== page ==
Lulie Melling: She’s all about that peat

Hosting the 5th International Peat Congress in Malaysia will not only educate global peers on Asian tropical peatland, but also inspire members to take a stronger interest in the Malaysian Peat Society’s activities and learn how to run an international event, says congress general Lulie Melling

Lulie Melling

Having been with the Malaysian Peat Society for years now and as president at one point, what would you say is the biggest challenge for the association?
Malaysians in general don’t make good society members. Many have problems paying the annual subscription which, by the way, is very nominal. It is all about their attitude. Many think what can the society do for me, rather than what can I do for the society.

Lulie Melling

So what does the society do to keep its members interested?
We organise activities such as conferences and workshops that add value to our members’ work and to the companies and organisations they belong to.
In 2007, I organised a peat conference in Mukah (a coastal town in Sarawak, Malaysia) and a year later in Sibu (a town in Sarawak) that drew a crowd of between 700 to 800 people. Researchers, academicians, policymakers – basically people in the industry – were keen to attend to learn about new science.

What’s being done to groom fresh blood to take over leadership in the society?
Here, grooming is all hands-on. When people are active in the society and want to participate in our activities, it shows that they are interested and keen to see the society grow further (and contribute to the well-being of the larger community). Organising the 15th International Peat Congress provides wonderful exposure for our members on how to organise an international congress.

Can you give an example of how your society has contributed to the well-being of the local community at large?
We have been communicating the benefits of peat compaction to prevent the occurrence of peat fire since 2007. Did you know that in 2015 Sarawak didn’t have any peat fires despite the El Niño weather condition? This was due to the successful communication of peat science to the farmers, planters, plantation owners and policymakers.

What more do you wish for your society?
I wish that more government bodies will provide us with funding to run activities and create better awareness among the public on what tropical peat is and its importance. At the same time, I hope there can be more scholarships to encourage young Malaysians to conduct research on peat management.

Let’s talk about the congress. What made you bid for this event?
There has been a gap in the understanding of what tropical peatland is. Available literature on tropical peat is still very limited compared to both boreal and temperate peat. That has led to a lot of confusion. It is about time that the world, especially countries outside of South-east Asia, learn about and understand tropical peatland.

At the same time, the congress presents an opportunity for both Malaysia and Indonesia to share their experience of having temperate and boreal peat. This is why the congress is being organised with the support of the Indonesian Peat Society – the first time such an arrangement is made for the congress.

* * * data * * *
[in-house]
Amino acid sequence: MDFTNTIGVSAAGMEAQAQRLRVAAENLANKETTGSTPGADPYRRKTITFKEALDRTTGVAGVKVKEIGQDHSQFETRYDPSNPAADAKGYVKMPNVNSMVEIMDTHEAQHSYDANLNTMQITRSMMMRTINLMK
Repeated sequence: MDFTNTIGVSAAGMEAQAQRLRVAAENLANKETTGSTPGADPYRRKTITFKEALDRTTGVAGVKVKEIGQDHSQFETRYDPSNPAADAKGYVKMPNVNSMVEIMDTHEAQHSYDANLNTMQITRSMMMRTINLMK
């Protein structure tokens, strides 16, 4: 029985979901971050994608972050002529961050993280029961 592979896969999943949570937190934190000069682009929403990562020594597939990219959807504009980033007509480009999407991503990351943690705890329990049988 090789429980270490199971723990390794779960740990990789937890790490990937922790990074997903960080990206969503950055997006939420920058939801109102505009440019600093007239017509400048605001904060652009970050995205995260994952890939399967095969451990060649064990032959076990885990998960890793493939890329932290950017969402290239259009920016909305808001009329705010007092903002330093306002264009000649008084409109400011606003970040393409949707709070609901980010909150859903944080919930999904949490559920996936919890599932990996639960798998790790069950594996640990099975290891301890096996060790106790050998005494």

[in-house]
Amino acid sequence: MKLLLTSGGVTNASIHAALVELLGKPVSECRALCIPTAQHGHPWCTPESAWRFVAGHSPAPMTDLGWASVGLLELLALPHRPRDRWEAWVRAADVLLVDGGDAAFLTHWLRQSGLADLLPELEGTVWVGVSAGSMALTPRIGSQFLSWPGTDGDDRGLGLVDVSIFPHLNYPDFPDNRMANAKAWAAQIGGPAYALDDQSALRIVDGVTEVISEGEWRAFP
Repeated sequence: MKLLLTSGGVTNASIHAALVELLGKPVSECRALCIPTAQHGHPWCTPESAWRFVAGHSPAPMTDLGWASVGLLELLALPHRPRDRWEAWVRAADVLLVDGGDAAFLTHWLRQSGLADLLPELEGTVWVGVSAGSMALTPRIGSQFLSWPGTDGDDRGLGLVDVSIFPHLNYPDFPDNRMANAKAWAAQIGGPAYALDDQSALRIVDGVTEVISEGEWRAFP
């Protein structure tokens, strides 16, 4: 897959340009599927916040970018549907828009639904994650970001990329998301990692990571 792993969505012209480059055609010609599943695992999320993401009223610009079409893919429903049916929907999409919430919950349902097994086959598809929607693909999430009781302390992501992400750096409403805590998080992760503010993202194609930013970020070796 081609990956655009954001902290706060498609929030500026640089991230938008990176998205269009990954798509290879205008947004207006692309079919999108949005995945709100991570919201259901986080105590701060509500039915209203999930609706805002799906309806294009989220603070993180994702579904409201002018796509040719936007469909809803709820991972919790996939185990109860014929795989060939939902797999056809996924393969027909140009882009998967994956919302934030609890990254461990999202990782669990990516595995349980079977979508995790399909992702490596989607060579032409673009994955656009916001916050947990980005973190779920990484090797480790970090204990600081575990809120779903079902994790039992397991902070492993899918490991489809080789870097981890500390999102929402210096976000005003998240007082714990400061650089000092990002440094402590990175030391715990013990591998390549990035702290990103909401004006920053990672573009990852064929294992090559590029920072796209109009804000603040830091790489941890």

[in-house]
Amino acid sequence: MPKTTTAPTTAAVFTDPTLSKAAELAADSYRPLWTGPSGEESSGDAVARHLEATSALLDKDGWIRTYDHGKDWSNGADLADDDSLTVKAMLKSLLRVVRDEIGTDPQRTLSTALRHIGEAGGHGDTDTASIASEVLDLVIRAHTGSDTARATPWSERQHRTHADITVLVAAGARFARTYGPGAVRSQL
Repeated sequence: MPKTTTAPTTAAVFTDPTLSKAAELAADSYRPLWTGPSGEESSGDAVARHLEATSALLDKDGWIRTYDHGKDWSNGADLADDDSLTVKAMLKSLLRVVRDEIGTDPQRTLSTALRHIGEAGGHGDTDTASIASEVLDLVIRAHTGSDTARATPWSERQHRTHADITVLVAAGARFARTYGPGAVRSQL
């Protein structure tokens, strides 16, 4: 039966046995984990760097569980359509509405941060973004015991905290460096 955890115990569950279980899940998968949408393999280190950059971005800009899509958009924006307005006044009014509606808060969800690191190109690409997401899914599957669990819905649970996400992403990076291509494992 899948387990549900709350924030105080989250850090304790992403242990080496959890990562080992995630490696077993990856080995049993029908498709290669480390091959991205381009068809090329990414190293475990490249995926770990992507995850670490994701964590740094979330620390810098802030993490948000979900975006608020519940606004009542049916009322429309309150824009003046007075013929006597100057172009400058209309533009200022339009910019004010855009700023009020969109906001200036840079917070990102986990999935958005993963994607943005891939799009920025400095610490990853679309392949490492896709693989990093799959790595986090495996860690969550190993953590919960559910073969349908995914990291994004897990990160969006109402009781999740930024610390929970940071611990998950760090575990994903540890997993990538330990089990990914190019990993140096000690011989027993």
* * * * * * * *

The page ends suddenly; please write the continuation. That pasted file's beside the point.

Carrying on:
The congress will be held in South-east Asia for the first time. How will the region benefit from it?
Previous congresses were always in Europe and the US, and the downside of that was the prohibitive costs of attendance, especially for those from developing nations in Asia.
Having the next edition in Malaysia is very important for both Malaysians and Asians in general, as it will allow more delegates from this part of the world to join in and benefit from scientific, industrial and governmental discussions.

Asians will not have to spend a lot on travel in order to participate in an international congress and learn from leading authorities in the field as well as gain knowledge on temperate and boreal peat, especially in relation to sustainability issues.

Do you expect a record attendance from South-east Asia then, compared with previous congresses?
Yes, also because of our close collaboration with the Indonesian Peat Society. Historically, previous congresses attract less than 20 participants from Asia, while the big numbers are from Europe and North America. We expect the reverse this year.

How many delegates are you expecting?
We are looking at not less than 1,000 delegates. We expect at least half to be from Asia.

What did the Malaysian Peat Society have to do to convince the International Peatland Society that Malaysia was ready to host the congress this year?
We had to prepare a budget to show that we are able to host the congress and ensure that we have the infrastructure (for all the activities) and interesting programmes for delegates.

What do you think won Malaysia the bid?
I think it was my very successful past record in organising peat conferences that the International Peat Society saw a window of opportunity to have the congress hosted in South-east Asia. They were confident that we would do a good job of organising the event and managing the costs.

But why Sarawak, which isn’t usually the first destination to come to mind for association meetings in Malaysia?
More than 60 per cent of Malaysian peat is located in the state of Sarawak. Also, it’s an opportunity for Sarawak to showcase the success story of its peatland development.